This tutorial belongs to the Swift series
In Swift, numbers have 2 main types:
Int is a number without decimal point.
Double is a number with decimal point.
Both use 64 bits, on modern computers that work with 64 bits, and 32 bit on 32-bit platforms.
The range of values they can store depends on the platform used, and can be retrieved using the
int property of each type:
Then, in addition to
Double, we have lots of other numeric types, mostly used to interact with APIs built in the past and that needed to interact with C or Objective-C, and you must be aware that we have them:
Int8is an integer with 8 bits
Int16is an integer with 16 bits
Int32is an integer with 32 bits
Int64is an integer with 64 bits
UInt8is an unsigned integer with 8 bits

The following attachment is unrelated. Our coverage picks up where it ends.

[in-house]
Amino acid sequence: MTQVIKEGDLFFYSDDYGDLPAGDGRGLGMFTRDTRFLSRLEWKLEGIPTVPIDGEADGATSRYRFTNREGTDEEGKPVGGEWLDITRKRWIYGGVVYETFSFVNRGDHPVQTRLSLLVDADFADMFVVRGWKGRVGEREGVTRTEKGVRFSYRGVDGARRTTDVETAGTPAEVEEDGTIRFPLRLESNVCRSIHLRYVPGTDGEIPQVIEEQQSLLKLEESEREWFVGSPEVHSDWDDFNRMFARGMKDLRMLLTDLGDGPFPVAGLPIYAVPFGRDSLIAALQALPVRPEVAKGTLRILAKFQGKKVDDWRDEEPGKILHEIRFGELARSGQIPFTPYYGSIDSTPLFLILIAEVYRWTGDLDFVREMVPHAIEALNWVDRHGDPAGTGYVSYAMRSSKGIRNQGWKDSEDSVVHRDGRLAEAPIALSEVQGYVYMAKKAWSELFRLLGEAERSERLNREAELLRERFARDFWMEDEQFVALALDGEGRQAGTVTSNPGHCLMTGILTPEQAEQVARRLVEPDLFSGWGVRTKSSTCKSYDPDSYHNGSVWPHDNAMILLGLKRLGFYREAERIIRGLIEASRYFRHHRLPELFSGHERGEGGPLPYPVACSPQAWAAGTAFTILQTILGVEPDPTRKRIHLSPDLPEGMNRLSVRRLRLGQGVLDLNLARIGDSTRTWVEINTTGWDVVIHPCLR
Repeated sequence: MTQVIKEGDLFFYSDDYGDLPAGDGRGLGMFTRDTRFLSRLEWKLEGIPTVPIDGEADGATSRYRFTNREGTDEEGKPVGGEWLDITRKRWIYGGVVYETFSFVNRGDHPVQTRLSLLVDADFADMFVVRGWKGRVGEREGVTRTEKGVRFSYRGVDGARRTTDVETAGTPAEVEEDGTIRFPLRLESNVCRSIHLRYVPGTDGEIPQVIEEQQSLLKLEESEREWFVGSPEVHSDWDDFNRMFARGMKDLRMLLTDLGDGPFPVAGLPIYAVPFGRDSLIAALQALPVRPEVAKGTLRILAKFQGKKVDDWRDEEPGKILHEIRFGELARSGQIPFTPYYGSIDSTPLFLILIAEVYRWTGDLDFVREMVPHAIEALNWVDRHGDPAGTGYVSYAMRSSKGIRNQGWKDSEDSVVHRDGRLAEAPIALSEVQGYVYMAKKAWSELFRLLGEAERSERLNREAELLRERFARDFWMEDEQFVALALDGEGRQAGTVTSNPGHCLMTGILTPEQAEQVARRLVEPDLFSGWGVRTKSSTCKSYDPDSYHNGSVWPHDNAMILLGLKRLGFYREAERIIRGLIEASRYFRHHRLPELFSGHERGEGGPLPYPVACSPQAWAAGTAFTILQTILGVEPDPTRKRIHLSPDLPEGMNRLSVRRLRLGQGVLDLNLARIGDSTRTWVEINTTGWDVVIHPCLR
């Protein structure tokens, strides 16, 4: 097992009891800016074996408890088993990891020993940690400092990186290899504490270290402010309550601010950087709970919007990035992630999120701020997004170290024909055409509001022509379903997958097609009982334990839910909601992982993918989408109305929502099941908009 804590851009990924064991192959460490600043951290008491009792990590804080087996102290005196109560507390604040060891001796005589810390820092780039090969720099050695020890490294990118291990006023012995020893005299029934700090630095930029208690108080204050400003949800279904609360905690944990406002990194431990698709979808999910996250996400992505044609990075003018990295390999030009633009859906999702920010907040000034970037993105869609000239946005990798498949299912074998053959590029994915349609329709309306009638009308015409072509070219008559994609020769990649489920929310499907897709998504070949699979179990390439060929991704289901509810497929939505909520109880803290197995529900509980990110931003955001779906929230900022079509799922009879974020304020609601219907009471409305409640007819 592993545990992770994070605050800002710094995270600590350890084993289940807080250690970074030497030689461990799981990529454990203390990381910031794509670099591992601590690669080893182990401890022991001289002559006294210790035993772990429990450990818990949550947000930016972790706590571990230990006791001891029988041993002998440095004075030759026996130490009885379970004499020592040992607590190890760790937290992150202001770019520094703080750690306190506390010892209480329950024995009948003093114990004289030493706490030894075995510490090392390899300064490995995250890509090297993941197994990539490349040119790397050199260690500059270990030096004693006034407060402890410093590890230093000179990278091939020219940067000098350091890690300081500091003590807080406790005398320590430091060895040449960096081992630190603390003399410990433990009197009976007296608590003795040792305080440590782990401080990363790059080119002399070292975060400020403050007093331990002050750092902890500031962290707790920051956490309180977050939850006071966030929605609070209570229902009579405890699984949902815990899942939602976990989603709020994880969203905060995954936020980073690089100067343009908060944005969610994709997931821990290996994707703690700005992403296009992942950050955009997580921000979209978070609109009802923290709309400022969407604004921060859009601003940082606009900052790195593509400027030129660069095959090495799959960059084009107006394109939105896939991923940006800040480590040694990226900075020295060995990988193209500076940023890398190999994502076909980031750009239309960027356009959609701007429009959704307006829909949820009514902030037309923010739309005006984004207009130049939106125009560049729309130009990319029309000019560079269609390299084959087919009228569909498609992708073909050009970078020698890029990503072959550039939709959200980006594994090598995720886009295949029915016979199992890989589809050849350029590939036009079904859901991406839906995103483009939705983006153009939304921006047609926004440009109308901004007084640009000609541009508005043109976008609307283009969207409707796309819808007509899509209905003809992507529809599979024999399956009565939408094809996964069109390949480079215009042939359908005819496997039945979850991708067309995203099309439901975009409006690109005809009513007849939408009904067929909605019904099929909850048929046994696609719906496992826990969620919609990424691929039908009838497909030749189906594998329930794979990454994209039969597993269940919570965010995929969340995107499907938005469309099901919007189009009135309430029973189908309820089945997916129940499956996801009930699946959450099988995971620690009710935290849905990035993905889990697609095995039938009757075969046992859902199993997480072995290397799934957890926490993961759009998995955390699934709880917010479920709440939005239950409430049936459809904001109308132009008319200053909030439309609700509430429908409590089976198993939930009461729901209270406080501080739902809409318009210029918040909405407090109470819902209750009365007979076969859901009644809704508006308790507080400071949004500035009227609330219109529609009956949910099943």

UInt16is an unsigned integer with 16 bits
UInt32is an unsigned integer with 32 bits
UInt64is an unsigned integer with 64 bits
UInt is like
Int, but unsigned, and it ranges from 0 to
Int.max * 2.
Float is a decimal number with 32 bits.
Then using Cocoa APIs you might use other numeric types like CLong, CGFloat, and more.
You will always use
Double in your code, and use those specific types to particular cases.
Any of those types can always be converted to
Double types, instantiating a number passing the value inside parentheses to
let age : UInt8 = 3 let intAge = Int(age)
You can also convert a number from
let age = Double(3) let count = Int(3.14)